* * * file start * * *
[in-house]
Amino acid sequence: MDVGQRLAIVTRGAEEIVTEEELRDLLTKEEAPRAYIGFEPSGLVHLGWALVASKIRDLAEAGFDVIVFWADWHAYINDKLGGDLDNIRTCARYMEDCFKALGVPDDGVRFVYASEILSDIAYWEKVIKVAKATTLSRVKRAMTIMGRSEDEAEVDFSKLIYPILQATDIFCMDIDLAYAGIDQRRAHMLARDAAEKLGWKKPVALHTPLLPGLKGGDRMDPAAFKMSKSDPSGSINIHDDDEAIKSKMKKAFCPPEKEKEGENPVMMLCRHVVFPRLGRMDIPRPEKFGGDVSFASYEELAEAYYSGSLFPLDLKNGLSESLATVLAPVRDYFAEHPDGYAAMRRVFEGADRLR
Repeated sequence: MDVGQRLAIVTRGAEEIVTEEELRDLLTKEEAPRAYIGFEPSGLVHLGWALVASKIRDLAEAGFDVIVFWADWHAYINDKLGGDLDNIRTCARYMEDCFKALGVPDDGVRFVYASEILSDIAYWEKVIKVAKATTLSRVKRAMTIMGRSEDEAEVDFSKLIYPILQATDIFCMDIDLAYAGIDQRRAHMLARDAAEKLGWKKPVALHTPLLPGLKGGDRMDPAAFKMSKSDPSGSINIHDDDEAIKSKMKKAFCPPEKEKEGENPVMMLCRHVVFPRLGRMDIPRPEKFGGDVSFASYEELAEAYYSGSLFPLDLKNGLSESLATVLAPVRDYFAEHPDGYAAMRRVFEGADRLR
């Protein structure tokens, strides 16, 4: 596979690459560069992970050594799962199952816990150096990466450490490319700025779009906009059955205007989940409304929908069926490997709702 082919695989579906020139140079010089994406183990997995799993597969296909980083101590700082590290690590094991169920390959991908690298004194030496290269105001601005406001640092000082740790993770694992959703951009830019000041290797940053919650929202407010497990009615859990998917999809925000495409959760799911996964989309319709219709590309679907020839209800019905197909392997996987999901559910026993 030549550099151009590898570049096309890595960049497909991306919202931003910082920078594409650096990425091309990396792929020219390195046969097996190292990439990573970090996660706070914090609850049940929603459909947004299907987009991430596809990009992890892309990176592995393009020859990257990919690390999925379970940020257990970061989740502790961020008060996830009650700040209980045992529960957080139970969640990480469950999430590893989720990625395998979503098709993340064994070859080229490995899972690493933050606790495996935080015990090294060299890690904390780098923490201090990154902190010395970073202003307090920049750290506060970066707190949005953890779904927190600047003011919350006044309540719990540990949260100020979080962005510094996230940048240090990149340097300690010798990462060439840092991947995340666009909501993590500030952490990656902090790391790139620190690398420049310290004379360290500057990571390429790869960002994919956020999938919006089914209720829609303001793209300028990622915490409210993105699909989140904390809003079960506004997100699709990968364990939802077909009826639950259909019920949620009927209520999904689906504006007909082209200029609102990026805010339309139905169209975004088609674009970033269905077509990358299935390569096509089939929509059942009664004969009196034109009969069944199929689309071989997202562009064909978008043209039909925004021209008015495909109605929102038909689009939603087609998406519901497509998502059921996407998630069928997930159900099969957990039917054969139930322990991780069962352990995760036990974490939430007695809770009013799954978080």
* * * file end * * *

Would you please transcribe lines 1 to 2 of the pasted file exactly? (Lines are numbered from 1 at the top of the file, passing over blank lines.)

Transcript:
[in-house]
Amino acid sequence: MDVGQRLAIVTRGAEEIVTEEELRDLLTKEEAPRAYIGFEPSGLVHLGWALVASKIRDLAEAGFDVIVFWADWHAYINDKLGGDLDNIRTCARYMEDCFKALGVPDDGVRFVYASEILSDIAYWEKVIKVAKATTLSRVKRAMTIMGRSEDEAEVDFSKLIYPILQATDIFCMDIDLAYAGIDQRRAHMLARDAAEKLGWKKPVALHTPLLPGLKGGDRMDPAAFKMSKSDPSGSINIHDDDEAIKSKMKKAFCPPEKEKEGENPVMMLCRHVVFPRLGRMDIPRPEKFGGDVSFASYEELAEAYYSGSLFPLDLKNGLSESLATVLAPVRDYFAEHPDGYAAMRRVFEGADRLR